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How to Become a Veterinary Pathologist in the US

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Veterinary pathologists are scientists who study animal diseases. They play a crucial role in protecting animals from unexpected outbreaks of animal epidemic diseases, as well as enhancing the conservation of endangered animals. If you have a solid background in biology and prepared to spend several years in college before qualifying for employment, this could be the career for you.

What Do Veterinary Pathologists Do?

Excited about this job already? Take a look at the typical duties of veterinary pathologists:

  • Analyzing animal tissues and organs to diagnose infections
  • Studying and monitoring the causes of various animal diseases
  • Collaborating with pharmaceutical scientists to develop medicines for animal diseases
  • Researching new ways to improve animal health and prevent diseases
  • Educating the public on how to avoid contracting diseases that can be transmitted from animals to humans
  • Instructing students pursuing animal science courses in higher learning institutions.

It is important to note veterinary pathologists may choose to specialize in studying diseases that affect specific categories of animals, such as pets, livestock or wildlife.

Work Environment

Veterinary pathologists typically work from 9am to 5pm, Monday to Friday. Although these scientist have offices, they often spend their time in laboratories, where they conduct experiments. They can also be found in zoos, parks and other animal habitats.

Salary

How much do veterinary pathologists earn in a year? Find out below:

Occupation

Average Annual Wage

Starting veterinary pathologist

$57,120 – $85,680

Experienced pathologist

$69,360 - $104,040

Senior pathologist

Up to $122,400

Source: Healthcare Salaries

Entry Requirements

To qualify for employment as a veterinary pathologist, you must complete the following steps:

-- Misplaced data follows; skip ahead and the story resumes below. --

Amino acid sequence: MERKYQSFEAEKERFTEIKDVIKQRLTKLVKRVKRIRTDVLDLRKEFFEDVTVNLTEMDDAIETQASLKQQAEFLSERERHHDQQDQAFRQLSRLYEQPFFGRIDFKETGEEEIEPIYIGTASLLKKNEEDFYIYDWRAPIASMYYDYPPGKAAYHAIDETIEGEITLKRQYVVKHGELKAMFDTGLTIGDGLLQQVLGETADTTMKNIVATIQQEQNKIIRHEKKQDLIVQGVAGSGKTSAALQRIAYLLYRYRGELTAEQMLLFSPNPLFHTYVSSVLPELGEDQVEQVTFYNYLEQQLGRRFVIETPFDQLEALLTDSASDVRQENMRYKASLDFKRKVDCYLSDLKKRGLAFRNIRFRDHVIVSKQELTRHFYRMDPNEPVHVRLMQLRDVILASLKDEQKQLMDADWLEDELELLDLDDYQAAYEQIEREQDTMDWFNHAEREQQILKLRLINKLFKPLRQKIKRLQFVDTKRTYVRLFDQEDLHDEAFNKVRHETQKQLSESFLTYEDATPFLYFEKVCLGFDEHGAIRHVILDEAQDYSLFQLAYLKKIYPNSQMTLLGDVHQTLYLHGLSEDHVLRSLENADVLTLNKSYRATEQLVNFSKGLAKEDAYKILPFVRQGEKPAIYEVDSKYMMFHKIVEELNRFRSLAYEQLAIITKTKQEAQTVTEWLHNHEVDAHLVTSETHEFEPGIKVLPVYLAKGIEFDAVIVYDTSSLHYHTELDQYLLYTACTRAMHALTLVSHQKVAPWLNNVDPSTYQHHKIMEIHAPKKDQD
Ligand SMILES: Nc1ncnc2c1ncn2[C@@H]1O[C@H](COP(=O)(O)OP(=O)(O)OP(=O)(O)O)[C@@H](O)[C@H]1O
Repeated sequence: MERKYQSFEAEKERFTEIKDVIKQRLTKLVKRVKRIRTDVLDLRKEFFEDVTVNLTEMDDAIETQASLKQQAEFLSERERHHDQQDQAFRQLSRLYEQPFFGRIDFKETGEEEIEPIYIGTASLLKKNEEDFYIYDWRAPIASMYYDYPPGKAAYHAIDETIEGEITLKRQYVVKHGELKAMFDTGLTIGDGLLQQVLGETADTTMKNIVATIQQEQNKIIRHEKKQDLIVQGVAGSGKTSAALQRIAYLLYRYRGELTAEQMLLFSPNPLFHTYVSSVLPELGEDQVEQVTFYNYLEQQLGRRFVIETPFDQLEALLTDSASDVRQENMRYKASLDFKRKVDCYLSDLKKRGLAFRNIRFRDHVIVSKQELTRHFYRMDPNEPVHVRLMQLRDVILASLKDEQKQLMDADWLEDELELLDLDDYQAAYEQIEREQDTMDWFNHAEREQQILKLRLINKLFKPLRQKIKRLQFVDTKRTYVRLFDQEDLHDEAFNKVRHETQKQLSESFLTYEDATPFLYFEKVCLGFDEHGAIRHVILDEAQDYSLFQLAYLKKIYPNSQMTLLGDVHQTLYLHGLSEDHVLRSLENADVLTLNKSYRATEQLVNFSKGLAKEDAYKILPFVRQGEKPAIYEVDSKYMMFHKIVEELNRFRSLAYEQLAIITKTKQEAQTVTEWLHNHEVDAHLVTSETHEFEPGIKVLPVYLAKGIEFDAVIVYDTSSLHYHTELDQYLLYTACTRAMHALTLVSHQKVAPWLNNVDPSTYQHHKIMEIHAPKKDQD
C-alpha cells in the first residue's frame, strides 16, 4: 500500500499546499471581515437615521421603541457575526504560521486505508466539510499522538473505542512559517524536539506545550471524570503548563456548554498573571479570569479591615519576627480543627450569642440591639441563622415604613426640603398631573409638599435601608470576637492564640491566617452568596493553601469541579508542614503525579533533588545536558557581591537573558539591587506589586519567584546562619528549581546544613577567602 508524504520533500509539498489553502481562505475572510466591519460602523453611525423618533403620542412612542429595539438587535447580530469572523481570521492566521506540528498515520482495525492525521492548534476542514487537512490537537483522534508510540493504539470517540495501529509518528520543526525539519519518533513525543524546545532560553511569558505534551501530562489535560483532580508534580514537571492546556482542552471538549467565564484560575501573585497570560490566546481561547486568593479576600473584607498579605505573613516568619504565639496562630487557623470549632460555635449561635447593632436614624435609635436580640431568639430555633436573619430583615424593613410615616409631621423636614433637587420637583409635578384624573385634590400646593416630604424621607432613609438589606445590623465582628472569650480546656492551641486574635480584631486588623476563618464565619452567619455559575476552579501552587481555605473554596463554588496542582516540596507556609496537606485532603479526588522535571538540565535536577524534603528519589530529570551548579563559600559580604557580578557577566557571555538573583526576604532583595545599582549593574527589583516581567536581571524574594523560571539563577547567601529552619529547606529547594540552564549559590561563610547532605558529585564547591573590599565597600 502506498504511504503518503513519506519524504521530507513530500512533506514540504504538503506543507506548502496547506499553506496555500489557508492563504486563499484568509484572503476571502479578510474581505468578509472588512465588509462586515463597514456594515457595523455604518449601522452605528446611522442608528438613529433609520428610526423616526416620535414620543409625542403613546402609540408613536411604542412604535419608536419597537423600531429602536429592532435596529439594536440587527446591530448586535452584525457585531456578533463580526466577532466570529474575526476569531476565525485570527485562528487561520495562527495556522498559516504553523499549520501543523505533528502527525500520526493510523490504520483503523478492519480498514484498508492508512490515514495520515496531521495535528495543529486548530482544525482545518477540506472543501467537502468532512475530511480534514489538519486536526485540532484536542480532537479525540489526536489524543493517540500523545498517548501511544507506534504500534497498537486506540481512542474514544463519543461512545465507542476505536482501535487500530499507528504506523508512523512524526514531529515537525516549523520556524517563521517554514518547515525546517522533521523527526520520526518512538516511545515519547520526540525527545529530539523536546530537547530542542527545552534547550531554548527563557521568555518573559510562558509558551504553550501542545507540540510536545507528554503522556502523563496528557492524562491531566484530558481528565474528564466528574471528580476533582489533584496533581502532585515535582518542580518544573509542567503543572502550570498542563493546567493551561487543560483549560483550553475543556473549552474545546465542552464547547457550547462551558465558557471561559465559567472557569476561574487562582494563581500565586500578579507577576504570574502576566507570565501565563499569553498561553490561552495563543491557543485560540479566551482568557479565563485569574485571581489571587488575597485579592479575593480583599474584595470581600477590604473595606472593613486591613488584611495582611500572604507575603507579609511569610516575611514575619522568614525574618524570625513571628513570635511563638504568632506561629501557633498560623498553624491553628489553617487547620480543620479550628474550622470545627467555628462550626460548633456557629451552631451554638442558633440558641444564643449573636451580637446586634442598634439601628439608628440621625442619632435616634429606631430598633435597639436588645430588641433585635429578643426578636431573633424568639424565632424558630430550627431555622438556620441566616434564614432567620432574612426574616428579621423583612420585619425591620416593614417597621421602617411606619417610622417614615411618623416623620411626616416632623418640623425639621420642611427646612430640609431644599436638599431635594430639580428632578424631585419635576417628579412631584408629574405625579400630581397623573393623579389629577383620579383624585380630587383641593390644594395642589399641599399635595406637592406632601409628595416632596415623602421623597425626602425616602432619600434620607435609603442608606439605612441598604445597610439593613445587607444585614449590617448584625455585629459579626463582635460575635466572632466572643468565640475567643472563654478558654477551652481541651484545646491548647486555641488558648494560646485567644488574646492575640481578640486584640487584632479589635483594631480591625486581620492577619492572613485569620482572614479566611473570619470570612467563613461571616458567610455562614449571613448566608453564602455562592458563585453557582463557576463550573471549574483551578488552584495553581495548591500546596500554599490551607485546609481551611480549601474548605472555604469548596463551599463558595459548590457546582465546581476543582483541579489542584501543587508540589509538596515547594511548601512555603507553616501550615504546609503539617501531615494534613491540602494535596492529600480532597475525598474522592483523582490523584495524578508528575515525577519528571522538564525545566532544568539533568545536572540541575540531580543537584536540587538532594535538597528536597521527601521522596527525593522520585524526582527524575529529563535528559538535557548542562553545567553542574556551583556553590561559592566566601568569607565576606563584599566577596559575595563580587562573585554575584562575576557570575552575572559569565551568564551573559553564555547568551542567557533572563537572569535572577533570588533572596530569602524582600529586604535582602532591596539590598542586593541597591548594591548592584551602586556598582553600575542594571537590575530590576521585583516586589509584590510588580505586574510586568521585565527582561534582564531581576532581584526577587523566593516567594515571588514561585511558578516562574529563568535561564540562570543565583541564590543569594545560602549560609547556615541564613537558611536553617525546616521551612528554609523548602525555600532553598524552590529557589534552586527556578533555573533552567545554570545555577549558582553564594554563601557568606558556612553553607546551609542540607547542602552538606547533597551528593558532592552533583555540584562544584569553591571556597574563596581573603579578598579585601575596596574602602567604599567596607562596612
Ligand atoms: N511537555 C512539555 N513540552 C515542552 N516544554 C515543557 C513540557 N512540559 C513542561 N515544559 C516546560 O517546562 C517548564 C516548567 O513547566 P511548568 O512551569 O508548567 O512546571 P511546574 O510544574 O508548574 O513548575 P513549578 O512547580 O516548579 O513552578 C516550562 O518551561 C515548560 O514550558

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  • Earn a bachelor’s degree in any science, preferably animal science or veterinary education –With this credential you can practice as a laboratory technician or animal caretaker in veterinary labs
  • Go to medical school and pursue a Doctor of Veterinary Medicine program
  • Obtain a license from your state’s veterinary medical board – This will enable you to practice as a veterinarian
  • Pursue a residency program in veterinary pathology – You could choose to specialize in either clinical or anatomical pathology

After completing the residency program, you will be ready to find a job. Although not a mandatory employment requirement, you can obtain a certification from the American College of Veterinary Pathologists (ACVP) to demonstrate your professional competence and enhance your chances of getting hired.

Important Qualities

Veterinary pathologists must possess the following skills and abilities:

  • Research skills
  • Practical and technical skills
  • An interest in enhancing animal healthcare
  • Digital imaging skills and the ability to recall visual patters
  • An inquisitive mind
  • Problem-solving skills
  • Report writing and presentation skills

Career Development

As an ambitious veterinary pathologist, you can pursue a doctoral degree in veterinary pathology. This will not only improve your knowledge of advanced treatment methods, but also heighten your career advancement prospects. Some of the popular universities offering this credential include:

You can also join the ACVP as a member to access other professional development resources, such as conferences.

Besides, you should also focus on publishing your research findings in scholarly journals to add to your professional reputation.

Job Opportunities

The employers of veterinary pathologists include:

  • Diagnostic laboratories
  • Veterinary hospitals
  • Pharmaceutical companies
  • Research laboratories
  • Government agencies

With research experience and a doctorate, you can be hired as a senior researcher or university professor.

According to the Bureau of Labor Statistics, veterinary medicine is steadily advancing. As a result, there will be more employment opportunities in the fields of disease control and animal safety. To make this career even more promising, the bureau predicts a 20 percent job growth for all health diagnosing professionals.

So if you are passionate about animals, then maybe this is the perfect career for you.

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